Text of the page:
Before you start your trip, you need to inform yourself about the weather conditions there. If the temperatures at night are above 0 degrees, everything is still fine, but below that, you must prepare yourself perfectly for the cold and frost! More on that later.
If you are traveling in snowy regions and the weather forecast announces a snowstorm, your alarm bells should ring.
In a snowstorm, the winter wonderland quickly becomes a major danger, especially in a hammock. Even the best equipment won't help.
For longer stays in the wilderness, it is essential to know the weather forecast or to be able to interpret the signs of a storm yourself. The latter will bring you even closer to your nature experience!
In mountainous regions, there is another danger: avalanches. The areas are usually marked with the corresponding probability. There is also a so-called avalanche forecast for each area.
In addition, you must be familiar with the conditions for an avalanche to minimize the risk. In short: do not camp on a slope or directly at the foot of a mountain covered with fresh snow.
In addition, extreme rainfall and freezing should not be underestimated. Rather postpone your undertaking than expose yourself to such extreme situations.
Camping in a Winter Storm: These 11 Tips Will Help You Stay Safe - A winter storm can be a dangerous thing when camping. Take the necessary steps to stay as safe and comfortable as possible.
As mentioned above, everything stands and falls with preparation. Therefore, take your time and pack your backpack carefully.
It is important to rely on high-quality products and not to save money in the wrong places. This is especially true for temperatures below 0 and for days with snow.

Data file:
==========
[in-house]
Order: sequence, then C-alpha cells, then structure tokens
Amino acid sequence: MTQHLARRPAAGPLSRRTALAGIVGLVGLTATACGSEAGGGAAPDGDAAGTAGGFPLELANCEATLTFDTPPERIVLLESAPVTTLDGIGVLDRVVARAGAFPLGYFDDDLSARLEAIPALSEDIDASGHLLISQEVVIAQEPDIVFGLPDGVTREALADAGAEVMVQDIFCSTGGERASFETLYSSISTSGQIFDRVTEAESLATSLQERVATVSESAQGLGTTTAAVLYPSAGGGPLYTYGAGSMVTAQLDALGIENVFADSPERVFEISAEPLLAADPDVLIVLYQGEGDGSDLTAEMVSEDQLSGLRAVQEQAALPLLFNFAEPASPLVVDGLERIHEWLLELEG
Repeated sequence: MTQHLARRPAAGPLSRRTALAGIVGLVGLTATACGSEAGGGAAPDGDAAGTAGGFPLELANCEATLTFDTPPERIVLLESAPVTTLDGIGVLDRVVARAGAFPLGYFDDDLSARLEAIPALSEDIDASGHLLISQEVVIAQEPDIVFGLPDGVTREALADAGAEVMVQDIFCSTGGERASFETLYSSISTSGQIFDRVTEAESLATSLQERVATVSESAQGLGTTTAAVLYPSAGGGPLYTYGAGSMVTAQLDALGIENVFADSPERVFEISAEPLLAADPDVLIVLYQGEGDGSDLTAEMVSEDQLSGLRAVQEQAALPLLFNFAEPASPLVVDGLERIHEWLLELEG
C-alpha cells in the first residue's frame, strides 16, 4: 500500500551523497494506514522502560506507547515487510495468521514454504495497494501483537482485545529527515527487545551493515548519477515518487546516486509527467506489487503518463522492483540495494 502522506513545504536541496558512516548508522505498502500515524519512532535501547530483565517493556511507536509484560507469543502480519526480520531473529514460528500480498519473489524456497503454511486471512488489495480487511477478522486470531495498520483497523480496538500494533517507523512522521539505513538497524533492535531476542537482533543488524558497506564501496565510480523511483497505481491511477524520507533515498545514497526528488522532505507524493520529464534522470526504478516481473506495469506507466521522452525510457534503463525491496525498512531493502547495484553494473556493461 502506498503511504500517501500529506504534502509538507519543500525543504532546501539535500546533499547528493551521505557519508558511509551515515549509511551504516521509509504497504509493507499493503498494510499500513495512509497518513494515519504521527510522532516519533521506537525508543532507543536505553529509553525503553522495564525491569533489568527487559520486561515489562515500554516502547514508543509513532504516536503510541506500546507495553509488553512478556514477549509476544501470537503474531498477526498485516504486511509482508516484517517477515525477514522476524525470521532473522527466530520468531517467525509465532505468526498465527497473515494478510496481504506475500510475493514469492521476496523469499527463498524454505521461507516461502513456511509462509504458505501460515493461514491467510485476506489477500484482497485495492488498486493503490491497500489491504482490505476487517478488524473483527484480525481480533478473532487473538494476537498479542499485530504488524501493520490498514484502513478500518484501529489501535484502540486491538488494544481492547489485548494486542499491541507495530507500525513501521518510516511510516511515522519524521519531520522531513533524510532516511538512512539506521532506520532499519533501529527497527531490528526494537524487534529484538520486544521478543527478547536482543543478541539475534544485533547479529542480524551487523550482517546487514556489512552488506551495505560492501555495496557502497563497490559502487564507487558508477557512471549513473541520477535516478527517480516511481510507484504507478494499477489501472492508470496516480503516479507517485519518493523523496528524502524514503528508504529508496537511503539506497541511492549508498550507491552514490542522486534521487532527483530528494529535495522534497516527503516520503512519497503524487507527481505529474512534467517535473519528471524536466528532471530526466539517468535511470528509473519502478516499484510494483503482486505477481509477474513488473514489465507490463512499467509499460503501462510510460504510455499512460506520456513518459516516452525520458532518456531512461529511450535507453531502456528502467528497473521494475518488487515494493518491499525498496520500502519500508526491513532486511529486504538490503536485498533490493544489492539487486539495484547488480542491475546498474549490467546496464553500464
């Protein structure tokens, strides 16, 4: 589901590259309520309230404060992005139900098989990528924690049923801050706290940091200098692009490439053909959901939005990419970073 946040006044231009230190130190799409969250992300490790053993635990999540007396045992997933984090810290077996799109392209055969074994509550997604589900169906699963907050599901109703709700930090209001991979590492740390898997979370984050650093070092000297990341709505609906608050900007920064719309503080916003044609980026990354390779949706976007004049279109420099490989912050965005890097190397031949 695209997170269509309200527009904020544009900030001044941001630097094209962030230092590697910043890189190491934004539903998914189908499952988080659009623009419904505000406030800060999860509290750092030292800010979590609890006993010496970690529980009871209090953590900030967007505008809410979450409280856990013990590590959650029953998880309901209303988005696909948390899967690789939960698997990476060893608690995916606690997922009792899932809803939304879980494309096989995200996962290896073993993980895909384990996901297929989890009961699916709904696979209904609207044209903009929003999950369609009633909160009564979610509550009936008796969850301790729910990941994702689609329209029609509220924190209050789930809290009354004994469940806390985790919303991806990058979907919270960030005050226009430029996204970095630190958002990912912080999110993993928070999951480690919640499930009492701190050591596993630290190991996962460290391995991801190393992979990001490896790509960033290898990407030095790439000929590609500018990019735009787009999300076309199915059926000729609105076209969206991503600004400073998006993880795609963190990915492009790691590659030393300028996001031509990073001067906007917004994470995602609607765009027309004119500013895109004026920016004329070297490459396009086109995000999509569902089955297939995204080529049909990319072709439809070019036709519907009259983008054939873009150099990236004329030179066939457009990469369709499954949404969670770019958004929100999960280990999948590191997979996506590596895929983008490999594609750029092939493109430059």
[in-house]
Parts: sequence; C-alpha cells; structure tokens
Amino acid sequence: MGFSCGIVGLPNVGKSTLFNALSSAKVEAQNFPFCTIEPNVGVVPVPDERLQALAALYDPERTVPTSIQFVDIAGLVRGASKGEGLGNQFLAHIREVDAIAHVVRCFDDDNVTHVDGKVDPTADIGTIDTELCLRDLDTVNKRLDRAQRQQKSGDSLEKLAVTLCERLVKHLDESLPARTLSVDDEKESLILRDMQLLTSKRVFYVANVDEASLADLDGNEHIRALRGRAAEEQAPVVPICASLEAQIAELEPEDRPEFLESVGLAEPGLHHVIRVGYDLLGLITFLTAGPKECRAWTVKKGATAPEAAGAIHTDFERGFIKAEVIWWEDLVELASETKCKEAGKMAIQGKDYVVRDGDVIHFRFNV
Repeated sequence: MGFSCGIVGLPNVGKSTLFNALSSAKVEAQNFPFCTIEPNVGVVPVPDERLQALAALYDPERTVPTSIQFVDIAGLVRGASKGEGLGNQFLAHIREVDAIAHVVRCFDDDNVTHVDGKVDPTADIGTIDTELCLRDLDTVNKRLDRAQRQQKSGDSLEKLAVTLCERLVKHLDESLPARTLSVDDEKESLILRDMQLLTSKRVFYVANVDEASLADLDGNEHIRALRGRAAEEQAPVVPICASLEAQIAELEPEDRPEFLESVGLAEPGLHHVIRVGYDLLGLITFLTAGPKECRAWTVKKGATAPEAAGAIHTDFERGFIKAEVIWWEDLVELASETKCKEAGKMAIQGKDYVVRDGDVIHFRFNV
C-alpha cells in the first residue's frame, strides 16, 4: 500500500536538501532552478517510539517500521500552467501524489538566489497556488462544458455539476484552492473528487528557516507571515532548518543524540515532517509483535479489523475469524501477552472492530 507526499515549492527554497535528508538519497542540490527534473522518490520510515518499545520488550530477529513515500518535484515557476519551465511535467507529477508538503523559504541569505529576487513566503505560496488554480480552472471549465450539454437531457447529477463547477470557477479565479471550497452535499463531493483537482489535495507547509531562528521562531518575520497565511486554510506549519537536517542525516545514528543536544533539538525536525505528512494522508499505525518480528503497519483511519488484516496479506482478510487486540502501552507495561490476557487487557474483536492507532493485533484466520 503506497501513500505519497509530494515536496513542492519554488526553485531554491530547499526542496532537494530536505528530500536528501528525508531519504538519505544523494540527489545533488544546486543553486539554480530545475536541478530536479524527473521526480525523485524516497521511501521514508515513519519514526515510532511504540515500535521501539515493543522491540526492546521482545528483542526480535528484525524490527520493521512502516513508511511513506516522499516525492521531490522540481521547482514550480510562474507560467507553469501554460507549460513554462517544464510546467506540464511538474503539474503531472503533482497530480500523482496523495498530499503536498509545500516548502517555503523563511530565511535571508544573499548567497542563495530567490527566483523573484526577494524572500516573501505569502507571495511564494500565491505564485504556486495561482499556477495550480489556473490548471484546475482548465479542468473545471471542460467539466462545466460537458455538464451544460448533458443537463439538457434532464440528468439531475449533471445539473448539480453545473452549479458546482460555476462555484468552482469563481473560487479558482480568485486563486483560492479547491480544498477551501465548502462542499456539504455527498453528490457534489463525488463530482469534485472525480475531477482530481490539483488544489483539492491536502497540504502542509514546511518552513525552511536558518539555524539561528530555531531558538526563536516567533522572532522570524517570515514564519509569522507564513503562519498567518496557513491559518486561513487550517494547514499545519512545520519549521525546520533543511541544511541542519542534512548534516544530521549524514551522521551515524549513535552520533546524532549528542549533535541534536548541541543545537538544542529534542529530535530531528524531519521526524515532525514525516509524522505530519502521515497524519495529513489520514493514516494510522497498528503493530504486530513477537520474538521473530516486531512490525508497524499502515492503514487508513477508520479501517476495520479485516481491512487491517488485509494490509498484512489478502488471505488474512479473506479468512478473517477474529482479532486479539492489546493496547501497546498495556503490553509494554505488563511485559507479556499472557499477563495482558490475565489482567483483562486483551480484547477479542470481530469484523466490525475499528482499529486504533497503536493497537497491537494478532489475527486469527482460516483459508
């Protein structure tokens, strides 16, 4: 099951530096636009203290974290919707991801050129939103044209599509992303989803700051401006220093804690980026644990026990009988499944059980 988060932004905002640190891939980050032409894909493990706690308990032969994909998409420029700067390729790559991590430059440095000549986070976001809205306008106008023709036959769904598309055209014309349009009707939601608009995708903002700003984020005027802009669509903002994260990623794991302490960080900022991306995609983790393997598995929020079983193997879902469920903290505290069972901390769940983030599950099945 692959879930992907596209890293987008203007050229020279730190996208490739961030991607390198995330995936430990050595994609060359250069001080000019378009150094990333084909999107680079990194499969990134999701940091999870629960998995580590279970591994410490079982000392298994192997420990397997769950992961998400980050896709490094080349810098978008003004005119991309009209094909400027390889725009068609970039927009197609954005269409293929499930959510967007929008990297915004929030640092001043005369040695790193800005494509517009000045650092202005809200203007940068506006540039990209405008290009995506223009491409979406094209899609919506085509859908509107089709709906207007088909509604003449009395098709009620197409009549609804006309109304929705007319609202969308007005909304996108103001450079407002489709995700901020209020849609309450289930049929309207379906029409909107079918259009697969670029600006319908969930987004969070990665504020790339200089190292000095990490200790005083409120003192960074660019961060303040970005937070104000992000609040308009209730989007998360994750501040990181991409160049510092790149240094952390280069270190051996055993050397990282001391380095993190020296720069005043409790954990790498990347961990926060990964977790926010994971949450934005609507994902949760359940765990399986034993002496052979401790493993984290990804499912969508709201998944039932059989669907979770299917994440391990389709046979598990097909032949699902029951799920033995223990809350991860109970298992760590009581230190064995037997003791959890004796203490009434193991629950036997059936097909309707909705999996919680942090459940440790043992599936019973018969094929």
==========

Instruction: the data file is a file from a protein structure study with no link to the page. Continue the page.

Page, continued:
Below, I will describe the various items and their function. This will enable you to put together the best equipment for you based on the conditions of your environment and your preferences.
Most camping products work great with hammocks, but you should avoid those made of cotton. Furthermore, the hammock should be compatible with winter accessories, as conventional nylon hammocks offer little protection from below.
Some summer nights are already borderline without a sleeping bag. Therefore, I see the sleeping bag (here is my top list) as essential and recommend not to save money there.
Pay attention to the minimum temperature of your destination and choose your sleeping bag accordingly. Subtract another 5-10 °C to be on the safe side.
A small example: With a minimum temperature of -5 °C in your destination region, you should select a sleeping bag rated for at least -10 °C, preferably -15 °C.
In addition, you should take into account an error tolerance of the manufacturer. To come back to the example, I ultimately recommend a sleeping bag that can withstand at least -20 °C.
My clear recommendation would be a mummy sleeping bag, as it protects you all around and adapts optimally to your body in the hammock.
Alternatively, you can also use a not so good sleeping bag and add a sleeping bag liner. This will give you a few more degrees.
An insulation mat is your first protection against cold from below. The mat is placed directly in the hammock or inserted into a specially designed compartment.
You can either use a regular insulation mat or get one specifically designed for hammocks.